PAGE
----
True Leadership = True to Yourself

Leadership is all about being yourself and demonstrating personal authenticity rather than learning some formula from a text book. Aspiring leaders therefore need to be true to themselves. Real leaders are also open and willing to reveal their weaknesses. There is often a misconception that those in leadership roles need to be stronger and/or more superior than those under them. Obviously they do have to be well educated and competent in their field in order to lead the organization in the right direction in regards to its production. However, as far as human nature is concerned, those holding leadership roles are affected just as much as anybody else. When one is able to admit his/her vulnerabilities/ weaknesses as a human being, this resonates with others confirming that the leader is a person first and foremost and not merely a “role-holder”.

As leaders, when we reveal our true selves, it can allow others to feel more comfortable and makes us more likable. This can result in increased organizational motivation to help each other out and not want to let each other down. This what true teamwork is a about. True leadership is therefore much more than a demonstration of strengths. Real leaders acknowledge their shortcomings and use them in ways to create a healthy, comfortable working environment with team driven objectives.

Good leaders always rely on their ability to read situations. They develop a feel for an environment, and interpret soft data without having to be told. They know when team morale is patchy or when complacency needs shaking up. There are three levels of situational sensitivity, each of which has its own specific skills:

Effective leaders are continually learning about the motives, attributes and skills of their important subordinates. They get to know their people through formal and, often better, informal contact such as when traveling together and/or team events.

Effective leaders read their teams as a whole. They analyze the compound balance between team members, the tension between the tasks and processes, and how the team builds its competencies.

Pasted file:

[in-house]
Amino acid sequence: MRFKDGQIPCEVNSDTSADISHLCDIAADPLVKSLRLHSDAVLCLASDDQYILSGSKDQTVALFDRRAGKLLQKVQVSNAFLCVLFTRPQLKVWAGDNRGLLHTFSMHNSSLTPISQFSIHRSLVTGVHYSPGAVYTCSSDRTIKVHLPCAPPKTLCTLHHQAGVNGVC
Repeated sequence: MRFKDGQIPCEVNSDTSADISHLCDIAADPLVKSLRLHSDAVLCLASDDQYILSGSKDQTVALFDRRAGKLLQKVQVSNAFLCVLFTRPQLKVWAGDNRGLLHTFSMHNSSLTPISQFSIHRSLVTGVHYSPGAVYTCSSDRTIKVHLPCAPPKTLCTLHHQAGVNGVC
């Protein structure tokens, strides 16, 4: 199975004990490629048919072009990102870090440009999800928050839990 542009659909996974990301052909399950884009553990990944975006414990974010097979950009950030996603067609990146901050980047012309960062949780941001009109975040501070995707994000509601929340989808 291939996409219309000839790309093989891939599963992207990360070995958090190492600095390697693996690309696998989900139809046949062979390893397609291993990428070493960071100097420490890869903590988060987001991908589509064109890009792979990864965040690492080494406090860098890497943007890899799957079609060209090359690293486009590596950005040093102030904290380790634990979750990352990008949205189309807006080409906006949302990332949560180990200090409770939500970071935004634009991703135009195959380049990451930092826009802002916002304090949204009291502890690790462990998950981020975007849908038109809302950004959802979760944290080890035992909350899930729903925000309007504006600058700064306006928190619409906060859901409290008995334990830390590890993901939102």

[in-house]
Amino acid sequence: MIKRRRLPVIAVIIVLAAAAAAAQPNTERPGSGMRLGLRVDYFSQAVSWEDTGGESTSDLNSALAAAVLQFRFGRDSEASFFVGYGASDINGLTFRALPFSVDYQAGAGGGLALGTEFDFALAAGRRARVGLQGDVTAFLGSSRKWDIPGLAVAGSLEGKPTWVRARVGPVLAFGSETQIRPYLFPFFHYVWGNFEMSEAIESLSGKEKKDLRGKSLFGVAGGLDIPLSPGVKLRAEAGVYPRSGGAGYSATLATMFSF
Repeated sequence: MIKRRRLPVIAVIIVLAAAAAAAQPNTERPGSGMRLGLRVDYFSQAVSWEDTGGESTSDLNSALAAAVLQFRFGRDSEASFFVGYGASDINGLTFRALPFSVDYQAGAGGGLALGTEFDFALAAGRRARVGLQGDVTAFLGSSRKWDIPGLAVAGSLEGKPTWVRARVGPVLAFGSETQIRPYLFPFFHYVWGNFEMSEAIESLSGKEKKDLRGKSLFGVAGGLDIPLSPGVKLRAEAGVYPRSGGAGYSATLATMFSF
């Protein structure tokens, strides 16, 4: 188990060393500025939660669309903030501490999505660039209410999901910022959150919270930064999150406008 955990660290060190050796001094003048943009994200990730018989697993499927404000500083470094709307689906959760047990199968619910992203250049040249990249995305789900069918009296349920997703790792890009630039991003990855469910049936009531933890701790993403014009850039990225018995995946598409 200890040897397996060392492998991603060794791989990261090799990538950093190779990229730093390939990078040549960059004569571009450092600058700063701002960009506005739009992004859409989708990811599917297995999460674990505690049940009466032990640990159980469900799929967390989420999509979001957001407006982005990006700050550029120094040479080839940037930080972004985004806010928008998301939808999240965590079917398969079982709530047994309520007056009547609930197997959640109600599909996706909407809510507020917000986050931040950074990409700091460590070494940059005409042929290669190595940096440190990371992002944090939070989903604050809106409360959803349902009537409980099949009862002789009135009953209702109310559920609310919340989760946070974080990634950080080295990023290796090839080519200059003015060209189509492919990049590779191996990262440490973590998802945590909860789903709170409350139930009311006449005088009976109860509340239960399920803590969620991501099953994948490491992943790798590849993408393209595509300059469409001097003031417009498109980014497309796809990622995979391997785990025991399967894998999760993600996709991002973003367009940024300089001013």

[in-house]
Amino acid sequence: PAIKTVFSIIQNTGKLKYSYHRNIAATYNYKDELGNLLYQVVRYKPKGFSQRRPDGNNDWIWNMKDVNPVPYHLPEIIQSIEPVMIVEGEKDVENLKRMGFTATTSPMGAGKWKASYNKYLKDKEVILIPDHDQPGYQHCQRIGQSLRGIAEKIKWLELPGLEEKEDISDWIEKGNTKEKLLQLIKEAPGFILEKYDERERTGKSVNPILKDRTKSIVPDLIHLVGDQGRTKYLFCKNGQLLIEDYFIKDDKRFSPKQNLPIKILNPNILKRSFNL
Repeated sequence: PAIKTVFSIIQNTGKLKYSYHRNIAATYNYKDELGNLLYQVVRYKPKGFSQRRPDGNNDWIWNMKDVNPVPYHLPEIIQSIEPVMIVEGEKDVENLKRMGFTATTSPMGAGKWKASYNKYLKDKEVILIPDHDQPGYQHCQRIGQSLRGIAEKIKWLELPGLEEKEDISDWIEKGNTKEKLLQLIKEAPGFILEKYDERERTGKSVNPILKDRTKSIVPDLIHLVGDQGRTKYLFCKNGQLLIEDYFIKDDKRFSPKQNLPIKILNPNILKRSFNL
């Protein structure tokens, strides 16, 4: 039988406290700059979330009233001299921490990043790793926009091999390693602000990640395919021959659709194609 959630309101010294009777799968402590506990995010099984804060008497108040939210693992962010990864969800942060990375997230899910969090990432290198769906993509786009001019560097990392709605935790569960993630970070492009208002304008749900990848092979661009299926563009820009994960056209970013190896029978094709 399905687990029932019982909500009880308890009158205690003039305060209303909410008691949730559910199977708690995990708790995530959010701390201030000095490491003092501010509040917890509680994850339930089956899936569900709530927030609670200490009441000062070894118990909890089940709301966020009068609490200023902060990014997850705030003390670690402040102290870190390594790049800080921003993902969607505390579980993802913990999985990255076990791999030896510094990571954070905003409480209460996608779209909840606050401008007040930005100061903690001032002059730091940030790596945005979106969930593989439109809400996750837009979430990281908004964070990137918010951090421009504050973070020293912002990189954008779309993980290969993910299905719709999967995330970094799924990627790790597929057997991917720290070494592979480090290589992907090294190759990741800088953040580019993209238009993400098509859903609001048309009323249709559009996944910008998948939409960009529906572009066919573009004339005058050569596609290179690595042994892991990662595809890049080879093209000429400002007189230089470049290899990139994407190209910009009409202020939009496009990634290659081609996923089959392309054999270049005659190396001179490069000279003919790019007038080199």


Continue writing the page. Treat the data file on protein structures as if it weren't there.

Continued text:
Finally, they are concerned with defining the cultural characteristics of their organizations and keep their finger on the pulse of the organization’s climate.

It sounds cliché to say that leaders need to care for their people. Ever noticed the skepticism in the workforce upon seeing a manager return from a people-skills training course with new, sudden concern for others? This can create a negative feeling amongst one’s following because they sense that the concern isn’t really and will likely be short lived. The bottom line is, genuine concern is difficult to display because it always involves some personal risk. Genuine care means putting others interest before your own and doing whatever it takes for the benefit of your followers. This is a rare commodity that is much easier said than done. The bottom line is, no leader really knows how they will react to these types of situations unless then experience them for themselves. Until those times come, just remember to be genuine and true to yourself. You are in this leadership role for a reason. Trust what got your there and never forget that your weaknesses are not a detriment, but rather an opportunity to connect to your followers and increase organizational moral. Being true to yourself is the same as being true to your followers. The result is true leadership.

Published by Zachary Paul Hoffman

I am a former professional athlete, tri-lingual, Italian/American duel-citizen and aspiring modern-day leadership development expert.

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